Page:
Radiometric dating detector
Mass spectrometers detect atoms of specific elements according to their atomic weights.They, however, do not have the sensitivity to distinguish atomic isobars (atoms of different elements that have the same atomic weight, such as in the case of carbon 14 and nitrogen 14—the most common isotope of nitrogen).Thanks to nuclear physics, mass spectrometers have been fine-tuned to separate a rare isotope from an abundant neighboring mass, and accelerator mass spectrometry was born.A method has finally been developed to detect carbon 14 in a given sample and ignore the more abundant isotopes that swamp the carbon 14 signal.
Although both radiocarbon dating methods produce high-quality results, they are fundamentally different in principle.
There are two accelerator systems commonly used for radiocarbon dating through accelerator mass spectrometry.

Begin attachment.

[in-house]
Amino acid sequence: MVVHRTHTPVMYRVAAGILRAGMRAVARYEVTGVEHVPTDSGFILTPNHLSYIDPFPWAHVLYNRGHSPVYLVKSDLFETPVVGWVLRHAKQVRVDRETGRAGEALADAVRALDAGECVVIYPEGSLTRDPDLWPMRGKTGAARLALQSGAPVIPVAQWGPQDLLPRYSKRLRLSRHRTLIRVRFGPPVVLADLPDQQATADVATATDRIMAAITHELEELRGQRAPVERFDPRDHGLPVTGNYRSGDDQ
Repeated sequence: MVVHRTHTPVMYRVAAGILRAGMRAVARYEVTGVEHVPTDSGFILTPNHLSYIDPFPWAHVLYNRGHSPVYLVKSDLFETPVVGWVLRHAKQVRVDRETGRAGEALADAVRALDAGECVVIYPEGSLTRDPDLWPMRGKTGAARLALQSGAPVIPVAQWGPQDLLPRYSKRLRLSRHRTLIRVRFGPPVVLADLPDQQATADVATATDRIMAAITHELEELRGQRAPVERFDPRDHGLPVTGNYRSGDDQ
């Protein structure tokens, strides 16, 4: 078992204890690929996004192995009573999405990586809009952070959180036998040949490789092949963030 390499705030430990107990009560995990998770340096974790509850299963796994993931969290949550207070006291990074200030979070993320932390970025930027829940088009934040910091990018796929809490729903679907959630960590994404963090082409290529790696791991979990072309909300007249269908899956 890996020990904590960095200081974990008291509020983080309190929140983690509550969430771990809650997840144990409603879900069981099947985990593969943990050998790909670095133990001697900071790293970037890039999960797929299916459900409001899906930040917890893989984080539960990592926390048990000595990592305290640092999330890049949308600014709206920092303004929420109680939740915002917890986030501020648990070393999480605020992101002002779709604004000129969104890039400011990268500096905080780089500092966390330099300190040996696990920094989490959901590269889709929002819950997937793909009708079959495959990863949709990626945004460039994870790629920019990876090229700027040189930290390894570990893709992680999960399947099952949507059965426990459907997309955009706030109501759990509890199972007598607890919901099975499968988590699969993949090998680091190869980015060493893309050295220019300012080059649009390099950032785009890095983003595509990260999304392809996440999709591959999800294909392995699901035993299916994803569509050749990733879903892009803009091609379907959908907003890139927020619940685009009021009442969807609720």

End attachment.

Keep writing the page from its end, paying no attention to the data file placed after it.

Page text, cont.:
One is the cyclotron, and the other is a tandem electrostatic accelerator.
After pretreatment, samples for radiocarbon dating are prepared for use in an accelerator mass spectrometer by converting them into a solid graphite form.
There are essentially two parts in the process of radiocarbon dating through accelerator mass spectrometry.The first part involves accelerating the ions to extraordinarily high kinetic energies, and the subsequent step involves mass analysis.